The landscapes of Chinese literati painting are placid, bland, places to rest. Apparently. Shitao spent his life on the run; his royal birth made him a target for execution by those who had disposed his lineage. His is a Shakespearean story. The bland ink-wash of the scroll paintings is a form of witness to periods of horrific violence. If I can make any sense of this word resilience, it looks to those paintings, in which things are perpetually coming into being and fading back into mist, and there is no world beyond this one. King Lear is one solution to the depiction of chaos. The landscape in which all is internal tension is another.

I’m off to visit my 99-year-old father. Be back in a couple of weeks, if that is willed.

Another ‘Found’ Vulnerable Reading

This blog is about what I call vulnerable reading. But the point is not to claim to invent vulnerable reading. The point is to practice it, which includes appreciating others who express my project as well as I have. It’s reassuring that others already know what vulnerable reading is and can express it perfectly well. Not feeling alone is a significant goal.

My appreciation today is for Maura Kelly’s article published in the New York Times “Voices” series, February 6, 2019. Ms. Kelly begins with a darkly funny telling of a dialogue between herself and a crisis-line volunteer. She had called because she felt at risk of committing suicide. The volunteer is either a therapeutic genius or a lucky amateur, because after some false starts, she makes a life-saving suggestion: “Then how about, do you have something good to read?” In fact, Ms. Kelly does; it’s Anna Karenina, which she has read up to just before Anna’s suicide.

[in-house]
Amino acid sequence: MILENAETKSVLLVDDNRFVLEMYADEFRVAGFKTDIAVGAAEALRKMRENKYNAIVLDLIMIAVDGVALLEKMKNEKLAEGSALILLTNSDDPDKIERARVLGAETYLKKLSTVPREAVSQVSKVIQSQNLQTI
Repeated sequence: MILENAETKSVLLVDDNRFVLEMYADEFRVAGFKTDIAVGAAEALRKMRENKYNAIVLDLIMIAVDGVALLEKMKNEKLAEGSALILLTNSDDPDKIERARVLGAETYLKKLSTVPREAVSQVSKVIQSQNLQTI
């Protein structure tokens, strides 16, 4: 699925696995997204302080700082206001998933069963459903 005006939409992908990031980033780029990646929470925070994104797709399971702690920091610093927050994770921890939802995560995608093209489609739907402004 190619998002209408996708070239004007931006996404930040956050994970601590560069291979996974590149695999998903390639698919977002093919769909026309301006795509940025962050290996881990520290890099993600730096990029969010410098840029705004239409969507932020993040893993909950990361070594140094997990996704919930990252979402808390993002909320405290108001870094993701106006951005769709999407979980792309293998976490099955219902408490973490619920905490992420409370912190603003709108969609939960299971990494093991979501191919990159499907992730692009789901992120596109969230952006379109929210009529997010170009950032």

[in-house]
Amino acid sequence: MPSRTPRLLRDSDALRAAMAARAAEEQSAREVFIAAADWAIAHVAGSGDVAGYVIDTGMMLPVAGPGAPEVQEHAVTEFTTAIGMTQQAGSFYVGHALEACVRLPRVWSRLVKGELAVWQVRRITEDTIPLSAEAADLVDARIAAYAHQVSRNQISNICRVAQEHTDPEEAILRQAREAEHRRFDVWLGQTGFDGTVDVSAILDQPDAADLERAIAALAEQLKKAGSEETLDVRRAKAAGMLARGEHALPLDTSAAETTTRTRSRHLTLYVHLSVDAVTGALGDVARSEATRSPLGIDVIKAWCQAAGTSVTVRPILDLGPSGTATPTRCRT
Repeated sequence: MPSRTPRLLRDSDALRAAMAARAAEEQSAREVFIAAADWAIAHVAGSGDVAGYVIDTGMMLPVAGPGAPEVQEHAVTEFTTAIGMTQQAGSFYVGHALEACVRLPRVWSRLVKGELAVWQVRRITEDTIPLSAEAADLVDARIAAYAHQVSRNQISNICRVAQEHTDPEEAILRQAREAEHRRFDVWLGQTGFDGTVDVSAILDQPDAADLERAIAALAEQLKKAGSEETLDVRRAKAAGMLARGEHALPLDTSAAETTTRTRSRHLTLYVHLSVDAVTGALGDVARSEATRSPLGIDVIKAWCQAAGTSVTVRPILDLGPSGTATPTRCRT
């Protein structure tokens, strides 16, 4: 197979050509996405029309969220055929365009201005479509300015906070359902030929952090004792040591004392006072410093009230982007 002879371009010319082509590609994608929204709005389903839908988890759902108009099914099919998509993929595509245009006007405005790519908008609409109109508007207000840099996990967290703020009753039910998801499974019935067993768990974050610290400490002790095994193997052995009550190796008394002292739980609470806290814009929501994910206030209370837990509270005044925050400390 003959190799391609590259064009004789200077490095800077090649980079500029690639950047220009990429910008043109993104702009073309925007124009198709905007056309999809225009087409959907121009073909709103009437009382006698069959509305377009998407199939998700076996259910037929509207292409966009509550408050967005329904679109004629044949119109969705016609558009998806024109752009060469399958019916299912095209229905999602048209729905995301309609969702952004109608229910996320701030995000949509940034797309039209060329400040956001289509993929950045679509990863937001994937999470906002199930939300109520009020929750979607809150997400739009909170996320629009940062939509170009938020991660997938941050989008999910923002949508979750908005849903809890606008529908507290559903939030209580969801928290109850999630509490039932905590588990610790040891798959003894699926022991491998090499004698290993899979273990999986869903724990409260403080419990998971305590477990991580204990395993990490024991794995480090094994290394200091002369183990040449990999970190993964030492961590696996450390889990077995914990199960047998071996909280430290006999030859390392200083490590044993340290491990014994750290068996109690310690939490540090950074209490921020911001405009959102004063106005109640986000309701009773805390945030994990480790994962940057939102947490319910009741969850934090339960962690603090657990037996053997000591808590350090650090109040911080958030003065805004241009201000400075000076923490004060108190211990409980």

“Fear Anna’s darkening thoughts would darken my own, I’d stopped reading,” she writes. Given the way my mind works, that reminded me of reading Grimms’ tales to my daughters. A reasonable parental fear would be that taking small children through the dark forest of childhood–and often adult–fears would not be comforting to small people. But it is comforting; it has been for generations. Sensitive children listen peacefully to horrific violences (my favourite might be Snow White’s evil step-mother being put into iron shoes that had been baked in the fire, and then made to dance until she died–that didn’t make the final edit of Disney’s version). Then these children go to sleep. Nothing like a good story before bed.

“I knew Anna would kill herself by kneeling before a train,” Ms. Kelly writes, “so I urged her to stop and turn around: You poor fool! Look at all you have. Look at all the people you’ll hurt.” Then she expresses the value of vulnerable reading: “In saying that to her, I said something similar to myself: I’m not utterly alone.” Ms. Kelly does not exactly identify with Anna, although there’s an element of identification when she writes that Tolstoy “call[ed] on me to talk back to Anna, and to the Anna in myself.” That balance of identification–the “Anna in myself”–in tension with distance–“to talk back to Anna”–gets at the effect of vulnerable reading.

Ms. Kelly not only exemplifies the practice of vulnerable reading. She also offers a succinct statement of about as much theory as it may need: “A good novel is great company, less an escape from life than a different way to engage. A good novel is reassurance that other people have endured tragedies….It’s evidence I’m not alone….A good novel is a form of hope.” Nobody ever says it all, but that says enough. I especially like her phrase, “a different way to engage.” That may be, most of the time, as much as you can and possibly should offer people.

If I have any reservations about the Times article, these concern the sub-title, which I’d bet was written by a staff person, not Ms. Kelly herself. It subtly simplifies Ms. Kelly’s words: “A good novel can be a reminder that other people have endured tragedies, long ordeals, bad odd.” Except, Anna doesn’t endure. It’s in Anna’s non-endurance that Tolstoy creates an opening for Ms. Kelly to talk back to Anna, and to the part of herself that needs talking back to. A work of art becomes good when it offers characters, tragic or comic, enduring or not enduring, who can be companion-helpers to those who struggle to endure. I am being picky, but the Times subtitle emphasizes identification–novels’ characters as role models in endurance–and misses the need for distance.